I was going to link to a .pdf of my paper, but it occurred to me that it won’t make much sense to anyone who hasn’t read the book and there’s no need to trouble people with out-of-context ideas.  I can’t say I haven’t marvelled at not falling into total despair, perhaps even rejecting God the way Ivan does.  But I don’t think this is the obvious or natural answer to the question.  Somehow–by the grace of God, I guess–I still believe that all shall be well, while at the same time recognizing that suffering is real and that there is no appropriate response to suffering in the moment of suffering other than silence or weeping.

I guess I’ll have to learn to live with that tension for now.

Listen to me whine (and repeat myself)

I have a bad habit of starting research papers with a general topic, but without a specific thesis statement.  Normally I manage to find a thesis somewhere within the reams of notes I’ve taken (on just about everything related to the general topic).  Right now I’m working on a research paper with a general topic of the 5th century Nestorian controversy and, specifically, whether Theotokos (“Mother of God”) or Christotokos (“Mother of Christ”) is the appropriate designation for Mary (it was ultimately a debate about how the divine and human natures in Christ relate to each other).  I’m having a heck of a time coming up with a specific thesis: debating the two terms is not within the scope of this assignment (15 pages), and whether or not Nestorius was actually a Nestorian (and thus a heretic) has been up for debate for 1,500 years, so I won’t be solving that one either.  The syllabus’ specifics are nicely general (one option is examining the importance of a certain event or controversy to the development of orthodoxy), but for some reason I can’t bring myself to write a paper on the importance of the Nestorian controversy to the development of the doctrine of Christ. It’s got to be something more…but what?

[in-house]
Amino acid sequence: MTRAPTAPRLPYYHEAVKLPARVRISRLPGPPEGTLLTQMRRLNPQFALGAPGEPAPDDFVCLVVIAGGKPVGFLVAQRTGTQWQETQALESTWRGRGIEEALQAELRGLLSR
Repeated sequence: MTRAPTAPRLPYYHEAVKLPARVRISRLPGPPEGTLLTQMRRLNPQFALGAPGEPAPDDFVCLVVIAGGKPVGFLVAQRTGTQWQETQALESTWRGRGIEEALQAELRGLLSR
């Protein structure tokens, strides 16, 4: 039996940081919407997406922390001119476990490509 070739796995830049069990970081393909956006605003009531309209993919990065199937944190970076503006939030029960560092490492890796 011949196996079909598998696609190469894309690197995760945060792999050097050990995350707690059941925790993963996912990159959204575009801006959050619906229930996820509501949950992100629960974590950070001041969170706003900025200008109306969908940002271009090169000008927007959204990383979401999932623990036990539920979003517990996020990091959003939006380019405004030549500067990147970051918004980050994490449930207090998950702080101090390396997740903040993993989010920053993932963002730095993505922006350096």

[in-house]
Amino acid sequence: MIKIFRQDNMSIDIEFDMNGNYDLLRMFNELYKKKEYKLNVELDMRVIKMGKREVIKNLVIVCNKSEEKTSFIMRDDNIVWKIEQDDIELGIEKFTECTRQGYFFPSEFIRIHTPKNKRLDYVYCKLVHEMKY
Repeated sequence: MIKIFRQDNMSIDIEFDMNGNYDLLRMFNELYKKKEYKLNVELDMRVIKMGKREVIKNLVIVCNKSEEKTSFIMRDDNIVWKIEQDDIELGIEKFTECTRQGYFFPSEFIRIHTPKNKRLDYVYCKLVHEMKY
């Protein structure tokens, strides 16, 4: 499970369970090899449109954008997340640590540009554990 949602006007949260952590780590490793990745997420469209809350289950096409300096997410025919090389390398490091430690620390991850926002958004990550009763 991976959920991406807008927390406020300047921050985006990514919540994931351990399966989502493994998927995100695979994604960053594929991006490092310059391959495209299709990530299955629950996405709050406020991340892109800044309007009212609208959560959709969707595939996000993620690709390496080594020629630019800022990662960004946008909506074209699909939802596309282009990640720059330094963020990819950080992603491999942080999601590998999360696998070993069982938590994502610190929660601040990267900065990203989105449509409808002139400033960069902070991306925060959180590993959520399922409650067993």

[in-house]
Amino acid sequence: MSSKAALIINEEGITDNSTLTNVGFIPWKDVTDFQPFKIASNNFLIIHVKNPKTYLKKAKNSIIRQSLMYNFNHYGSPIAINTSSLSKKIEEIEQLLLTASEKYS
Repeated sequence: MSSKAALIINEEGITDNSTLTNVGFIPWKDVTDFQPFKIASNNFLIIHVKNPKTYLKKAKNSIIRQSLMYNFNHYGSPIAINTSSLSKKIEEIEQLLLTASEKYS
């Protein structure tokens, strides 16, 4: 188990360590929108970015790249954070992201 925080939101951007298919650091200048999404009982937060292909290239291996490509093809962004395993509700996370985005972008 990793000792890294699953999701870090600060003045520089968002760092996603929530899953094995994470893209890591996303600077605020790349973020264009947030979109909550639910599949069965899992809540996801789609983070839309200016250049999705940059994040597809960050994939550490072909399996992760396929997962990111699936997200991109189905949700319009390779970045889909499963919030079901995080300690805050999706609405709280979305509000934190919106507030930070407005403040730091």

It doesn’t help that that whole affair is a confusing mess of poor terminology and misunderstanding.  I’d like to say that it’s a lesson in learning to listen to the other in debate, but I’m not sure if that’s a legitimate point to make for a research paper.

Someone told Dixie that I’d probably overdo things here at seminary and I’m beginning to think this person was right.  I wonder if I’m trying too much to be a scholar of some kind, maybe impress my professors or fulfill certain perceived expectations, rather than simply be a student, wherever I may land in that department.

This paper ain’t going away.  It’s due next Friday (October 30) and I will finish it come hell or high water, even if it’s crap.  I just want this course done already.

The problem is that I continue to have a hard time balancing my time. On Monday I have a midterm in which I have to put on my Bonhoeffer cap and respond to a case study as if I were Bonhoeffer, based on what we’ve covered so far in his Ethics.  But some days Ethics reminds me a bit too much of Hegel’s Phenomenology of Spirit (*petuey!*)–it’s full of brilliant ideas, but it’s dense and sometimes it takes a lot of focus and concentration and work to extract that brilliance from the text.  Somehow I have to take Bonhoeffer’s thoughts and turn them into a response to this case study…

And then there’s another paper due a week from Wednesday, but if I hand a draft in on Wednesday the prof will read it and comment on it for improvement before it’s due.  I may have to skip that opportunity this time around.

And I still have to keep up with my Hebrew vocabulary and grammar.

The difficulty is in knowing what to work on when.  I have two problems: 1) I have difficulty with multitasking; 2) I have a hard time working with small intervals of available time.  If I have 20 minutes free my tendency is to not use it for homework, because I think, “Aw, by the time I settle down and get focused, the time’ll be up”.  But I have to capitalize on these moments.  They are precisely when I need to do Hebrew, of course.

But what about that 1.5 hour block in the evening?  Research paper?  Exam prep? Reflection paper?  What?

It’s crippling.

I’m quickly learning (or perhaps reminded) that seminary life is one of constant hope and looking forward: if I make it to Friday, all will be well. Of course, after Friday a whole bunch of other things are due.